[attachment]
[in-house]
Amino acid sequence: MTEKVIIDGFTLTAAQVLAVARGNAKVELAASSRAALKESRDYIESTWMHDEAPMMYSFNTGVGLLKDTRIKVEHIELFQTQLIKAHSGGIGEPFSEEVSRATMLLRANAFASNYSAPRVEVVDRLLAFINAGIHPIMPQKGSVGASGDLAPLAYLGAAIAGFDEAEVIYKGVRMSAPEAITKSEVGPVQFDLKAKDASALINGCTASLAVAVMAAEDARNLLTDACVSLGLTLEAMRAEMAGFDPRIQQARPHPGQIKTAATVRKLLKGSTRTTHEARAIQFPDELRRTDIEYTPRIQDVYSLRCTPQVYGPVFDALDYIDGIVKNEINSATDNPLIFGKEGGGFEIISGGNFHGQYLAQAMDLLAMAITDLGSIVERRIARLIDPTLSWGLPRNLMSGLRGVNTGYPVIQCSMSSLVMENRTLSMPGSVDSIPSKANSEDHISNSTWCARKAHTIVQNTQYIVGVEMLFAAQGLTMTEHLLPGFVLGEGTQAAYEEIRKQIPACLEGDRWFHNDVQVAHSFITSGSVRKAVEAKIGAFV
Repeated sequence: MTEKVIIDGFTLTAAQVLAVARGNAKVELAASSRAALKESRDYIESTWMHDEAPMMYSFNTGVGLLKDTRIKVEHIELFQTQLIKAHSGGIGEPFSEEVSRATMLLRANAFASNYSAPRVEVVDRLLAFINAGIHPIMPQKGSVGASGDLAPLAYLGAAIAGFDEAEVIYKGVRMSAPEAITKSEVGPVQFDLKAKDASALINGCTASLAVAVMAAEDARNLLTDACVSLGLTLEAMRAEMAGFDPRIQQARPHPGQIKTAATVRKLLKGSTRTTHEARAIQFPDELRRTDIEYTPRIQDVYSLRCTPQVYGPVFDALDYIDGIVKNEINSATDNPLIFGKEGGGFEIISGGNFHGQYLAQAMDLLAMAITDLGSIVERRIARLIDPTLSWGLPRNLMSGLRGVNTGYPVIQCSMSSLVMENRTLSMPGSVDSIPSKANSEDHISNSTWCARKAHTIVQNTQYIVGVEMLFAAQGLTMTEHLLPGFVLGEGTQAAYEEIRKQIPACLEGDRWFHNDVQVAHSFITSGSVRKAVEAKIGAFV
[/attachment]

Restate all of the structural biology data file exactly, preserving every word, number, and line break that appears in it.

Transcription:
[in-house]
Amino acid sequence: MTEKVIIDGFTLTAAQVLAVARGNAKVELAASSRAALKESRDYIESTWMHDEAPMMYSFNTGVGLLKDTRIKVEHIELFQTQLIKAHSGGIGEPFSEEVSRATMLLRANAFASNYSAPRVEVVDRLLAFINAGIHPIMPQKGSVGASGDLAPLAYLGAAIAGFDEAEVIYKGVRMSAPEAITKSEVGPVQFDLKAKDASALINGCTASLAVAVMAAEDARNLLTDACVSLGLTLEAMRAEMAGFDPRIQQARPHPGQIKTAATVRKLLKGSTRTTHEARAIQFPDELRRTDIEYTPRIQDVYSLRCTPQVYGPVFDALDYIDGIVKNEINSATDNPLIFGKEGGGFEIISGGNFHGQYLAQAMDLLAMAITDLGSIVERRIARLIDPTLSWGLPRNLMSGLRGVNTGYPVIQCSMSSLVMENRTLSMPGSVDSIPSKANSEDHISNSTWCARKAHTIVQNTQYIVGVEMLFAAQGLTMTEHLLPGFVLGEGTQAAYEEIRKQIPACLEGDRWFHNDVQVAHSFITSGSVRKAVEAKIGAFV
Repeated sequence: MTEKVIIDGFTLTAAQVLAVARGNAKVELAASSRAALKESRDYIESTWMHDEAPMMYSFNTGVGLLKDTRIKVEHIELFQTQLIKAHSGGIGEPFSEEVSRATMLLRANAFASNYSAPRVEVVDRLLAFINAGIHPIMPQKGSVGASGDLAPLAYLGAAIAGFDEAEVIYKGVRMSAPEAITKSEVGPVQFDLKAKDASALINGCTASLAVAVMAAEDARNLLTDACVSLGLTLEAMRAEMAGFDPRIQQARPHPGQIKTAATVRKLLKGSTRTTHEARAIQFPDELRRTDIEYTPRIQDVYSLRCTPQVYGPVFDALDYIDGIVKNEINSATDNPLIFGKEGGGFEIISGGNFHGQYLAQAMDLLAMAITDLGSIVERRIARLIDPTLSWGLPRNLMSGLRGVNTGYPVIQCSMSSLVMENRTLSMPGSVDSIPSKANSEDHISNSTWCARKAHTIVQNTQYIVGVEMLFAAQGLTMTEHLLPGFVLGEGTQAAYEEIRKQIPACLEGDRWFHNDVQVAHSFITSGSVRKAVEAKIGAFV